Unregulated ICO has now become more of a problem for start-ups than a boon. The investors are in a dilemma as it does not work under the guidelines laid down by any financial authority. Although, this latest fundraising method has worked well in some cases yet it remains a questionable idea to most of the investors.
According to a report published in japantimes.co.jp, a Japanese startup was able to raise 100 million Japanese Yen in four minutes last March. Masahiro Yasu, CEO Alis Co., said, “We were confident of our business plan . . . but we were surprised when we could actually attract that much money that quickly.” The firm was also able to achieve its goal of raising 400 million Japanese yen in 10 days.
Likewise, some firms have been backing up ICOs as they save entrepreneurs from convincing banks and venture capitalists for a loan while skipping the initial public offering. CoinSchedule, an ICO based website, said ICOs were able to raise $3.8 billion worth of digital currency last year, in sharp contrast to a mere $95.1 million raised in 2016.
Are ICOs a success or a threat?
Even after Yasu’s success, Japan cannot be looked upon as a platform backing up ICOs. The country is yet to get in terms with the ICO trend completely. There are no specific ICO related guidelines pinned by the Financial Service Agency. Industry experts are still keen on testing ICO as a fundraising method as it can easily be used for conducting frauds. They demand a legal framework which would possibly protect consumers from getting duped by fake companies.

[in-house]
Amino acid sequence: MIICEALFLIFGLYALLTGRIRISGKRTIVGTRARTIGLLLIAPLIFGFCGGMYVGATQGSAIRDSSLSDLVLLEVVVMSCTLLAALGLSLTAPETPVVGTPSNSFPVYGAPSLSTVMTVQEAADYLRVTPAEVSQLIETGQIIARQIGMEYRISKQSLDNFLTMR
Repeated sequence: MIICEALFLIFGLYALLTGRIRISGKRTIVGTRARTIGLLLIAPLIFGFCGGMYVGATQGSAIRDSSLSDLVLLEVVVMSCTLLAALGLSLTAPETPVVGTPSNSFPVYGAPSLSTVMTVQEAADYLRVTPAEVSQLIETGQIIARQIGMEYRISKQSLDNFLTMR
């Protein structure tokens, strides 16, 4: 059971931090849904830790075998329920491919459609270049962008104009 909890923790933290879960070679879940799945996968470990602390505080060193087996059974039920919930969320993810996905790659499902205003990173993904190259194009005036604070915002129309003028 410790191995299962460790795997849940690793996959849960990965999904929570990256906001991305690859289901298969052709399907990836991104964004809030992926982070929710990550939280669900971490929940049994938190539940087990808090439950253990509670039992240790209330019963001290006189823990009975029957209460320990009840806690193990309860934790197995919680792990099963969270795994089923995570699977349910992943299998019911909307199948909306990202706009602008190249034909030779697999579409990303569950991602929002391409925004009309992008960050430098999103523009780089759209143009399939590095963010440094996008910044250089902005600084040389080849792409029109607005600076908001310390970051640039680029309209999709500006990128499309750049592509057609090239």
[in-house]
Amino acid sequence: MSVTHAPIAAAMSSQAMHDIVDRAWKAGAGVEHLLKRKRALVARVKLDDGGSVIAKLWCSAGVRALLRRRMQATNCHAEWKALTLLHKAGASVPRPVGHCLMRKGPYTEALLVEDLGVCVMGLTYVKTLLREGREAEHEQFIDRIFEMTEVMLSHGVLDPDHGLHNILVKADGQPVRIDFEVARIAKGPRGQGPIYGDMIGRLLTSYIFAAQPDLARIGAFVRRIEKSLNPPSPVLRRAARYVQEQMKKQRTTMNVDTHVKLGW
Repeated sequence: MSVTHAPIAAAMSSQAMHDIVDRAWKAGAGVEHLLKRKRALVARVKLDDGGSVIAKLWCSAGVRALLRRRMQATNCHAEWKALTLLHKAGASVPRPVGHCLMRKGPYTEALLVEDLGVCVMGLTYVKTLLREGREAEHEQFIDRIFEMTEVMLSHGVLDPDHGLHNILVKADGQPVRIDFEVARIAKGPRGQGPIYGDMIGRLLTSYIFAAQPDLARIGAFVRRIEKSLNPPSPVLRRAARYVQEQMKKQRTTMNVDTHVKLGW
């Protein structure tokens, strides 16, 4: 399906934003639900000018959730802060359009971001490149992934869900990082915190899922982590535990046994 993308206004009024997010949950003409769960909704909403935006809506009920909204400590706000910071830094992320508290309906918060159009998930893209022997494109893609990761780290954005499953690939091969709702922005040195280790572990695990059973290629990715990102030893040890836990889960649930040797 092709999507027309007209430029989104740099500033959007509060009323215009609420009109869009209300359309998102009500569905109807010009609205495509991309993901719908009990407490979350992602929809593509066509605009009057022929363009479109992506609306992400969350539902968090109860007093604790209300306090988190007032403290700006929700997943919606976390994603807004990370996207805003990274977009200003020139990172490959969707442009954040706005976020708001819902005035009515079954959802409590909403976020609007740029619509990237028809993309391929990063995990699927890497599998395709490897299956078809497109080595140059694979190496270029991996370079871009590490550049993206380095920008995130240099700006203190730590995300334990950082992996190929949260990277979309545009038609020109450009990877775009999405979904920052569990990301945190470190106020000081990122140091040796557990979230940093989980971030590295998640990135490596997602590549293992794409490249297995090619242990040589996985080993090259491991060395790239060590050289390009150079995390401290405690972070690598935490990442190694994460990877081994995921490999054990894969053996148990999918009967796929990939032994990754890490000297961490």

Initial coin offerings cannot define the credibility of the company as any trustworthy third party does not regulate it. Investors depend on white papers, the business blueprint provided by the company, to invest their hard earned money. Pina Hirano, Head of Blockchain Collaborative Consortium, said, “The white paper is the only (way to check the company), but it just talks about how it wants to develop the business in the future, so people can be easily tricked.”
Blockchain technology is still unclear to many investors which is the prominent reason for them getting betrayed by fake companies. The mentality of “making easy money” has also helped malicious companies in duping casual investors. In a recent case, a start-up named Confido conned investors and disappeared with $375,000 raised through its ICO.
Japan’s way forward in the crypto space
Amidst the chaos, leading companies like Google and Facebook have banned advertisements related to digital currencies and ICOs. The U.S. Securities and Exchange Commission is monitoring blockchain based companies as selling securities demand higher scrutiny. France is trying to include ICO in its legal framework, and China has posed a complete ban on ICO offerings.
Japan is also home to Crymix which is focused on enabling real-time exchange of value for more reliable use of the crypto technology. Coinspeaker.com reported that the Crymix INC is working with the University of Tokyo, local governments, NGOs and corporations to combine the blockchain technology with new age business plans.
Though the country faces contradictory situations simultaneously, it is trying to cope up with the idea of using blockchain and cryptocurrency for its growth. 2018 can be a definitive year for ICOs standing as a legitimate business ritual.